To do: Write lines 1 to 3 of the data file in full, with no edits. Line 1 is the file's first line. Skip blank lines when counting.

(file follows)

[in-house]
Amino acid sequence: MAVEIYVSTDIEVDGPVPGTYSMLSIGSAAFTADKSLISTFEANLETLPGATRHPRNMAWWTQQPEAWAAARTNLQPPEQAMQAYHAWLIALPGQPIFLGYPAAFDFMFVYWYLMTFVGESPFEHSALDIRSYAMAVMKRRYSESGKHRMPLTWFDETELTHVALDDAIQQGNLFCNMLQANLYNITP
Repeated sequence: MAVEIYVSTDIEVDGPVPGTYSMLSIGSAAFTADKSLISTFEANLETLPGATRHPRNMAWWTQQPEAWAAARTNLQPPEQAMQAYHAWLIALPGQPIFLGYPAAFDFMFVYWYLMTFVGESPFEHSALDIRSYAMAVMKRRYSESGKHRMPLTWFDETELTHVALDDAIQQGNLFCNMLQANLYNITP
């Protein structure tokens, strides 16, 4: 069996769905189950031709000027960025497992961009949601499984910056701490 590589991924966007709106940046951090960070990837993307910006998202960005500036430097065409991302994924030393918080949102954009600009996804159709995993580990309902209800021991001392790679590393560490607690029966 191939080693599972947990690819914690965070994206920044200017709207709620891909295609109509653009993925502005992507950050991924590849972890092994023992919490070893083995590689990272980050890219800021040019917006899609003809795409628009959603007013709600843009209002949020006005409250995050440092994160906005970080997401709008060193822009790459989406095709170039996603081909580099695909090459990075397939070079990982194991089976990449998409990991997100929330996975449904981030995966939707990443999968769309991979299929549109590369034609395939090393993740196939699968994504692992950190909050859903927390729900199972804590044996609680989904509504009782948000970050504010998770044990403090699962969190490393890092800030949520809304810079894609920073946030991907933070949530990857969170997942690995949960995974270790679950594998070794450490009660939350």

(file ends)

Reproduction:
[in-house]
Amino acid sequence: MAVEIYVSTDIEVDGPVPGTYSMLSIGSAAFTADKSLISTFEANLETLPGATRHPRNMAWWTQQPEAWAAARTNLQPPEQAMQAYHAWLIALPGQPIFLGYPAAFDFMFVYWYLMTFVGESPFEHSALDIRSYAMAVMKRRYSESGKHRMPLTWFDETELTHVALDDAIQQGNLFCNMLQANLYNITP
Repeated sequence: MAVEIYVSTDIEVDGPVPGTYSMLSIGSAAFTADKSLISTFEANLETLPGATRHPRNMAWWTQQPEAWAAARTNLQPPEQAMQAYHAWLIALPGQPIFLGYPAAFDFMFVYWYLMTFVGESPFEHSALDIRSYAMAVMKRRYSESGKHRMPLTWFDETELTHVALDDAIQQGNLFCNMLQANLYNITP